7) Always try to find the common ground instead of focusing on the differences about children with special needs. “Your son has such a beautiful smile.” “You always dress your daughter so nicely.” When you come across a child with special needs that you know, greet them with a warm smile. If you see a parent struggling with their special child, open a door, offer to help don’t just pass them by. A garbage man once saw me struggling to get my daughter into my van lifted her into her seat and helped me put her wheelchair in the trunk without me even having to ask him for help, I was so grateful. There are so many opportunities to be meaningful towards the special families in our midst and in turn find much meaning in our own lives.
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On his marriage, he wrote: “This is what I believe: something of the core, of the essence of this meaningful and life-affirming Judaism will not be absent from our home” (1882).
With the recent kidnapping by the Hamas and the barbaric murder of three children – Gilad Shaar, Eyal Yifrach and Naftali Frankel, we believe that the best answer to honor the memory of those murdered is to continue building those very communities – large and small – that our enemies are trying to destroy.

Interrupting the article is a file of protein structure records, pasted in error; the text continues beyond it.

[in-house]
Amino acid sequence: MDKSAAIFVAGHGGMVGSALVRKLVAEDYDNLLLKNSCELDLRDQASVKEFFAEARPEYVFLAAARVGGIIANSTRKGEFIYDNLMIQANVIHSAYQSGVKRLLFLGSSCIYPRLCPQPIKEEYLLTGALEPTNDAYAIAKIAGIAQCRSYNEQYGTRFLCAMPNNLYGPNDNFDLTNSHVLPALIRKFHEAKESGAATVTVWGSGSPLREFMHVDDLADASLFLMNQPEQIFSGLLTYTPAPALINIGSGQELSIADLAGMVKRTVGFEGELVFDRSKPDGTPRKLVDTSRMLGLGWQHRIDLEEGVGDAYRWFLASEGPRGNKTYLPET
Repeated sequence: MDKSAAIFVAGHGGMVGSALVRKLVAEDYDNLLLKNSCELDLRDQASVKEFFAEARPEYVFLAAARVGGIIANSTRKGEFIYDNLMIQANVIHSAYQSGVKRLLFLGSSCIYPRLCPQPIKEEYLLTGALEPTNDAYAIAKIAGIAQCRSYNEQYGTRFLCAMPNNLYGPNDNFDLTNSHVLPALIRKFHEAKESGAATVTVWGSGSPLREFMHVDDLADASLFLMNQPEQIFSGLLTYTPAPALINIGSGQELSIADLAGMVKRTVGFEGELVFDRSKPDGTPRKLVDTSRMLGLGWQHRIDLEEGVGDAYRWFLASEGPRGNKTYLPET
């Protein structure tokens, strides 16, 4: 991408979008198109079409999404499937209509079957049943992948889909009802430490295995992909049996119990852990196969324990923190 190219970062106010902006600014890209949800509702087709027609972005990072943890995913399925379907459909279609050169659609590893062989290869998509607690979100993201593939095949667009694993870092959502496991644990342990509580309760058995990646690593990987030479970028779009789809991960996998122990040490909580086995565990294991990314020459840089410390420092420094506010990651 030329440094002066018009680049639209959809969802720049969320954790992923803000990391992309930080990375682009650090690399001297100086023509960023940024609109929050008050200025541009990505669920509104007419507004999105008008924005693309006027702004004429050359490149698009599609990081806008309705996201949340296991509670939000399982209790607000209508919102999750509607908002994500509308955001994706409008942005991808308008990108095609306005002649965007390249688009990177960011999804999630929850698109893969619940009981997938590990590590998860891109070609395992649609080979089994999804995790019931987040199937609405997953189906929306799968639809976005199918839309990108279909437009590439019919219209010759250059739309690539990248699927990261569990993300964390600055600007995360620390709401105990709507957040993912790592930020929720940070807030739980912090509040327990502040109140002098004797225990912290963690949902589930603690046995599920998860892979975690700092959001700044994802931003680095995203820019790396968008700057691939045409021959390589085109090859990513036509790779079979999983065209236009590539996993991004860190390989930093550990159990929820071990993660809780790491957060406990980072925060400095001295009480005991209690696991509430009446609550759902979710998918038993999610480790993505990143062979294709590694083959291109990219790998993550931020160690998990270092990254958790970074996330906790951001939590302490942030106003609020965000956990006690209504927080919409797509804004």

Adopting an ancient exegetical approach that is based on midrashic readings of the text, thematic connections that span between various books of the Bible are revealed.
While Lipman comes from an ultra-Orthodox background and is an Orthodox rabbi, he offers a breath of fresh air when he suggests that “polarization caused by extremism and isolationism in the religious community may be the greatest internal threat to the future of the Jewish people”
The Joys of Yiddish, Leo Rosten defines a mentch as “someone to admire and emulate, someone of noble character.”
Certainly today’s communication via e-mail, Facebook, Twitter and the like, including the ubiquitous Whatsapp, has reduced the need to talk with people and communicate at length.
These two special women utilized their incredibly painful experience as an opportunity to assist others.
Maybe we don’t have to lose that growth and unity that we have achieved, especially with the situation in Eretz Yisrael right now.
Sleepily, I watched him kissing Mai’s chubby thighs.
I have always insisted that everything that happens to anyone or anything is min Shamayim.
My teachers like me and they tell my parents that I am a great girl with good middos.
The chicken and waffle nuggets were fabulous and were like chicken in a dessert form.
Missile fire may disrupt schedules in commercial flights at Ben Gurion International Airport, authority warns.
In praising the kidnapping, Hamas remains true to its anti-Semitic, genocidal founding charter.
Unfortunately, the French-born murderer of innocents at the Brussels Jewish Museum, are revered by many young Muslims.
Bnei Menashe children who made Aliyah with their families on May 26, celebrate their first Israeli Shavuot.
Nine-year-old Yossi was the only Jewish player in his Arizona little league. His refusal to give up tzitzit was a lesson in humility.
Printed from: http://www.jewishpress.com/sections/health/mother-in-the-shoe%e2%80%a6/2010/06/04/